In Manufactured Housing, Supplier Variety Yields B2B Payments Friction

housing market

The B2B eCommerce market has taken a path to innovation and digitization inspired by the ease and speed of B2C commerce. But the B2B market quickly discovered that platforms designed for consumers fall well short of corporates’ needs, both for buyers and vendors.

In the manufactured housing industry, consumer buying habits are actually a major pain point for buyers, which include property managers and maintenance professionals, according to Purchasing Platform CEO Dave Bowen.

A recent discussion with one property manager (PM) demonstrated the frustration of this conundrum: that PM might go through the trouble of filling out dozens of credit applications with each vendor, establish unique payment terms and structures, and manage all of those supplier contracts and product catalogues — only to have a maintenance worker drive to the store and pay retail price for products.

“A manager is no longer forced to drive to the store every day,” explained Bowen, discussing the benefits of a B2B eCommerce platform like Purchasing Platform, which is designed specifically for the manufactured housing market. “And that actually happens a lot. That loss of productivity is a real quantifiable metric.”

While traveling to a retail location to pick up necessary products may not be the most time- and cost-effective procurement strategy, it’s often the easiest way for buyers in this space to obtain what they need. The alternative is to coordinate with multiple vendors one-by-one, explained Bowen. Although that’s a pain point in any industry, the manufactured housing space — even more so than other areas of real estate — manages a uniquely vast diversity of products sold to buyers.

That’s because this industry not only involves making purchases to care for a property and land, but also the home that sits on that property. Purchases range from office supplies to anti-freeze, playgrounds to paint, and such product diversity means complex vendor diversity, too, with suppliers operating on a national or regional scale, many of which offering the same product.

Addressing Buyer Friction

To streamline this process, Bowen explained that Purchasing Platform aims to act as a “conduit,” aggregating a range of vendors and their product catalogues onto a single portal through which buyers in the industry can procure the goods they need.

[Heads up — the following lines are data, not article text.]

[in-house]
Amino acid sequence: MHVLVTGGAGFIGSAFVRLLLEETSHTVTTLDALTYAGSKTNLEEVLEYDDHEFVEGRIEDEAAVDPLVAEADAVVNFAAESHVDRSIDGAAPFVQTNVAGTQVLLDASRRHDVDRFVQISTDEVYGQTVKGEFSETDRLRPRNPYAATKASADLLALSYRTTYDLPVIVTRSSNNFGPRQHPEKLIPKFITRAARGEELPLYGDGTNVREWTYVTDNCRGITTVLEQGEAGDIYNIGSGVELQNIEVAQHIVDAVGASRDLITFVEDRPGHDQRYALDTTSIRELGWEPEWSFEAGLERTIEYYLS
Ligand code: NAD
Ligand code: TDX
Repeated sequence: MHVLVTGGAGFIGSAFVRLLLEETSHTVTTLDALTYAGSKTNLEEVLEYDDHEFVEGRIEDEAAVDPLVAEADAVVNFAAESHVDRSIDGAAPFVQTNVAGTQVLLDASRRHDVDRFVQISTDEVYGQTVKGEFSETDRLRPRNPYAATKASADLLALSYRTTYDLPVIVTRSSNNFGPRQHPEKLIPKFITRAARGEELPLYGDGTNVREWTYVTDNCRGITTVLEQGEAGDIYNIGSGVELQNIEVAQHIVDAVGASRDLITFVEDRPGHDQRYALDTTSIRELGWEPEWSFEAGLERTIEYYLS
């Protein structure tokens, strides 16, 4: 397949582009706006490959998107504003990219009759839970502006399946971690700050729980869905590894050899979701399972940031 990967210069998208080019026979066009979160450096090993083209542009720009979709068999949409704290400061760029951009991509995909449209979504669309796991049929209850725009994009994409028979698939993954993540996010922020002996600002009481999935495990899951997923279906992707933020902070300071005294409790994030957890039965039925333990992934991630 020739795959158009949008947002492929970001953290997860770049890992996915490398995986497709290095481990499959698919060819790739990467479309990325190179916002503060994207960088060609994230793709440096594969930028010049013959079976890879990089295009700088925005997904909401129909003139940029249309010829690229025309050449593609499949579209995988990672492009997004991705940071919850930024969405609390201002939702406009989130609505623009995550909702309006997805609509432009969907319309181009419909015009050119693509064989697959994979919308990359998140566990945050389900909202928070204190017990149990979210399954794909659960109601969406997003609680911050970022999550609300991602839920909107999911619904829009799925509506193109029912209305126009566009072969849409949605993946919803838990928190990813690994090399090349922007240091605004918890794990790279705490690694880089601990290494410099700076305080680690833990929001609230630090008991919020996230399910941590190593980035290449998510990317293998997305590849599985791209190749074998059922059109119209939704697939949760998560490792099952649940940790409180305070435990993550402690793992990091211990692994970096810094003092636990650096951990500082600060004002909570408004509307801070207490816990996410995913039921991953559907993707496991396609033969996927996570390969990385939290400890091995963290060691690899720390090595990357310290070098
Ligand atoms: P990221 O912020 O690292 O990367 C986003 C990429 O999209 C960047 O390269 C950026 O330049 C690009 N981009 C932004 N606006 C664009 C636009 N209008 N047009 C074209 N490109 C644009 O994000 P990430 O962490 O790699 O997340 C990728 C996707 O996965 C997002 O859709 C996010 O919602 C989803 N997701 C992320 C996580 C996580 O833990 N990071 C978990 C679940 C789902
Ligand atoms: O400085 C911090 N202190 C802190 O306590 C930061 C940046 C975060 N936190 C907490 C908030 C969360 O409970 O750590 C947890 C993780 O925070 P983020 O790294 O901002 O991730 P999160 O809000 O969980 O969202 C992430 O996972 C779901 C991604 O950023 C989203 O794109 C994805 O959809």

The platform is also able to support the actual transaction, allowing buyers to pay for what they buy. According to Bowen, the industry’s vendor diversification makes for another unique challenge in the accounts payable department that would traditionally require these companies to not only manage payment agreements on a vendor-by-vendor basis, but make payments to those suppliers based on an individual firm’s payment preferences and needs.

Operating as a conduit allows a company to pay for all of the goods in their online cart, with funds going to Purchasing Platform. The platform then submits purchase orders to the appropriate suppliers, which are then able to invoice Purchasing Platform. This allows buyers to make payments in their preferred method — which is increasingly ACH, he noted — without worrying about acceptance needs and preferences on the individual vendor side.

Addressing Supplier Friction

In order for this strategy to work, however, Bowen noted that a buyer’s challenges aren’t the only ones that need to be addressed.

“You can’t really have a conduit without making sure that both the portfolio side and the vendor side are properly addressed,” he said.

This means being able to pay suppliers the way they need to be paid, and again, thanks to the diversity of the industry’s supplier base, this could include ACH, cards or paper checks. This business model also means that suppliers only have to invoice Purchasing Platform rather than having to invoice individual customers. That lowers the risk of late or non-payments.

For the manufactured housing industry, service providers in the procure-to-pay space must remain flexible, and that includes supporting payment methods that both buyers and suppliers want to deploy.

As B2B payments and other operations increasingly go digital, opportunities for data analytics will rise, too, which can have profound impacts on both the buyer and supplier side.

“What we see is analytics being a huge part that we really want to tap into, to provide our clients insight and intelligence that drives behavior,” noted Bowen.

For property managers, he pointed to opportunities in spend and cost analytics, as well as more sophisticated search capabilities for buyers to seek vendors based on geographic reach and other parameters.

For suppliers, he highlighted the potential for data to support seasonal procurement trends, enabling a supplier to market seasonal products in front of the customers most likely to buy.

In all cases, there is opportunity for win-win scenarios. A buyer more easily able to search for a vendor in their area means a wider opportunity for a vendor to secure a new customer. A supplier that is able to more efficiently market seasonal products will yield a buyer that more easily finds a product at the appropriate time. And as digital B2B payments and data become a more important part of the eProcurement equation in the manufactured housing industry, Bowen noted that focusing on both the buyer and supplier will be key to addressing friction.